Previously, Jasmine James explained how she rolled out Sonatype at Delta Airlines. Today, she gives us a deeper glimpse into her career - How did she discover Nexus? How can others can follow a similar path? Learn from this DevSecOps leader.Remember when Americans were flooded with CDs, urging them to “go online”?
That was the era when Jasmine James grew up in Atlanta. She loved playing around with HTML and MySpace, the early social media site. Her natural interest in, and aptitude for, computers eventually led to a computer science degree at the University of West Georgia.
She worked her way through school as a retail AT&T sales consultant. “They had a great program, tuition reimbursement,” says James. After graduation she secured a job at AT&T's corporate office doing test automation. “In that role, coding was always fun to me, but I really loved the way that we were able to make the QA experience more efficient through automation.”
Her efforts at automation began a journey of learning. She transitioned first into mobile automation, then automating iOS test cases and Android test cases. Then she expanded automation to all of AT&T’s mobile applications, and eventually lead a team of automation engineers.
“That's where I actually first implemented Sonatype's Nexus Repository, the open source version,” says James. “We built our own framework, we packaged it, it lived in Sonatype and it was propagated throughout our team, and everyone leveraged it. That was my first taste of Nexus.”
“We used Jenkins at the time, open source, and had our own internal Sonatype server. It was just for the purpose of automating test cases,” she adds.
James moved to Delta Airlines next, and brought her appreciation for Nexus with her.
Today, Delta uses the professional version of Nexus Repository and uses it as an enterprise repository.
“I was an engineer on the team as we were standing up Nexus. I just remember not having any systems engineering experience [...] I was more a developer. [Sonatype Support helped] us figure out: ‘how do we set up Engine X, how do we make sure that our certificates are there?’,” James recalls.
She says Sonatype Support was “super supportive,” adding, “it's kind of like that private jet experience, like white glove support. It was a very, very positive experience.”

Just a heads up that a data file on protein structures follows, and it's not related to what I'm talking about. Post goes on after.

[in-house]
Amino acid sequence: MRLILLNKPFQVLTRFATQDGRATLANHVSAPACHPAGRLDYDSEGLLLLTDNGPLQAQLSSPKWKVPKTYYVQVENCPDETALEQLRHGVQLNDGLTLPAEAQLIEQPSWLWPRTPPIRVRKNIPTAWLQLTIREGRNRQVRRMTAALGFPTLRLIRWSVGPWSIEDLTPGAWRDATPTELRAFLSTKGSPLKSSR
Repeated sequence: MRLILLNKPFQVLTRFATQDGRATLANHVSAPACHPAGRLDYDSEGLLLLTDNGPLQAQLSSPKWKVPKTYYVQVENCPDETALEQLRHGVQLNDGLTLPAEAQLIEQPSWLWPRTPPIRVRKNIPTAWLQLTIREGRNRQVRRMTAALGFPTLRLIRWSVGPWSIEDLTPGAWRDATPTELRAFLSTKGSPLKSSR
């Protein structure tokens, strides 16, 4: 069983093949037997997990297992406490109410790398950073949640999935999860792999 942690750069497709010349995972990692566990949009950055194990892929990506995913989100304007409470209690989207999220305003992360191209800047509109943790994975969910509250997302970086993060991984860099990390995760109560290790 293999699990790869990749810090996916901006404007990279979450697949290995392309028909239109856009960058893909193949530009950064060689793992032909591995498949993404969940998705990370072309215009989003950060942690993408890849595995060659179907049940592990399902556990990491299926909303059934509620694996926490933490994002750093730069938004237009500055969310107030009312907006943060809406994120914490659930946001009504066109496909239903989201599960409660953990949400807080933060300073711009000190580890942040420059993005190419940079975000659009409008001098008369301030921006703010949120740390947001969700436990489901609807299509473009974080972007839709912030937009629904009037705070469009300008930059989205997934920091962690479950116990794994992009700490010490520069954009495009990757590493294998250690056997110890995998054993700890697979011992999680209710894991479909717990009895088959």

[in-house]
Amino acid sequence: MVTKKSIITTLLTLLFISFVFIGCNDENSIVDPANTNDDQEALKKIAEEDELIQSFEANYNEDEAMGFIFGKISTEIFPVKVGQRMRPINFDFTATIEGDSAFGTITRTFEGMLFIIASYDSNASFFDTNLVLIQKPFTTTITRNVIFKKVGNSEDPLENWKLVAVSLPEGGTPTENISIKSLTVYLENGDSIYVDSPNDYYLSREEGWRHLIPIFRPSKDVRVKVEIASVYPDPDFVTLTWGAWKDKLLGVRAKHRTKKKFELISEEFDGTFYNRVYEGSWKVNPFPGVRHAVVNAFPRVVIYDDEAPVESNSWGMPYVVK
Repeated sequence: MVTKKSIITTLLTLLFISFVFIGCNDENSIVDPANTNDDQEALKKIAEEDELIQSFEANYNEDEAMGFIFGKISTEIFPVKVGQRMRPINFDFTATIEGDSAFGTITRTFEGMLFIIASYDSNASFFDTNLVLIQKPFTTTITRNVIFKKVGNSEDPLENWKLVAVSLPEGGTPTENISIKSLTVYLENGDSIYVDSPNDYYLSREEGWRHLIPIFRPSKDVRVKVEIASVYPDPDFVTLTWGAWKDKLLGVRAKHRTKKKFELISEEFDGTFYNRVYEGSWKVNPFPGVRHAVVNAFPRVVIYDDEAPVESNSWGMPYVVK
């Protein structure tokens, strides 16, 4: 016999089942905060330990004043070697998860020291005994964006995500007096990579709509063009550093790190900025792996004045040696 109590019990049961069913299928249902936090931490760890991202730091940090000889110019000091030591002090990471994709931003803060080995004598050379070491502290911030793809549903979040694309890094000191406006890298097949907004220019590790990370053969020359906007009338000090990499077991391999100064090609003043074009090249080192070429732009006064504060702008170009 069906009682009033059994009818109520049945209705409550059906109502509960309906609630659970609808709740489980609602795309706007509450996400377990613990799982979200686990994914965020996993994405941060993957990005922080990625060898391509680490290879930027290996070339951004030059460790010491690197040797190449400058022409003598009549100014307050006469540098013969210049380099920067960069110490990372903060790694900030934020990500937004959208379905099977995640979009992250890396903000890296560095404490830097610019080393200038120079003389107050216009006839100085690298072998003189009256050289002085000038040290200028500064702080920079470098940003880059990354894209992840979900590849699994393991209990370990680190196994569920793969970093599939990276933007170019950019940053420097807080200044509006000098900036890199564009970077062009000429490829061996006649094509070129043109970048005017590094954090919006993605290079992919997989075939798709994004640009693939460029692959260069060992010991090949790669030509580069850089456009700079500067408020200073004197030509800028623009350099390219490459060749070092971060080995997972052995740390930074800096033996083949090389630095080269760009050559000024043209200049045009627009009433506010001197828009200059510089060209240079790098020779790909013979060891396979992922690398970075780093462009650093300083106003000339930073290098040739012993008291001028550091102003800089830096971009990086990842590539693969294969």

“Essentially all Delta artifacts built using modern CI/CD practices are housed within our enterprise version, and we also use it as a proxy for a lot of our external repository. We proxy a Red Hat repository we use on rail,” she explains.
“So, all of the Red Hat jars for middleware, we leverage it to proxy those, we use it for raw hosting binaries, for raw repository types. So, windows, binaries -- anything that doesn't fit the Java standard build type,” she adds.
Right now, exciting things are happening with Java at Delta.
“We're working on establishing a pattern. We do a lot of Windows distributions through a tool called Radia. We're working on proving out a way to distribute software to all of the equipment that's out there like laptops, desktops, server -- all through Nexus,” says James.
She continues: “It's pretty much Windows -- it’s going to be like Linux, where you can have a Yum proxy. So, we're going to establish all of that. We have everything coming from the one place [Nexus], not just Java, not just Raw, but everything coming from that one location, because then we get the visibility that we need to understand what's where and how many people are using these open source artifacts.”
James used Nexus as she moved from a Development Tools Engineer, to a Senior role, and now, IT Manager for the DevOps CoE at Delta.
“One of the main things that I love about Sonatype is, just in the short time we've been a customer, you all have grown tremendously from a documentation standpoint,” She adds: “I love the growth that I'm seeing.” She is excited about HA, as well as using Nexus API to automate even more of her team’s tasks.
James recently added an MBA to her professional portfolio from LSU Shreveport.
What will she do next? She has a few ideas, explaining there is still plenty more she wants to do at Delta to empower developers and develop secure software. “I consider myself to be, like, an advocate for developers and just making sure that they're enabled to deliver awesome stuff.”
As for mentors outside of Delta, or DevSecOps specifically? James emphasizes her own good fortune in school and after graduation. She takes a proactive stance to connect with industry peers, but also looks to leaders in other areas, too, for inspiration.
“In Atlanta, we have the CIO of the City of Atlanta. She's doing some great stuff in the government world, which is always challenging in and of itself. I've had the opportunity to hear her speak and, yeah, just any women that are just doing innovative stuff in areas that don't really see innovation too often, like government agencies. So, focusing on that.”
To learn more about how Delta implemented Nexus, watch this video with Jasmine James and Chris Bolton.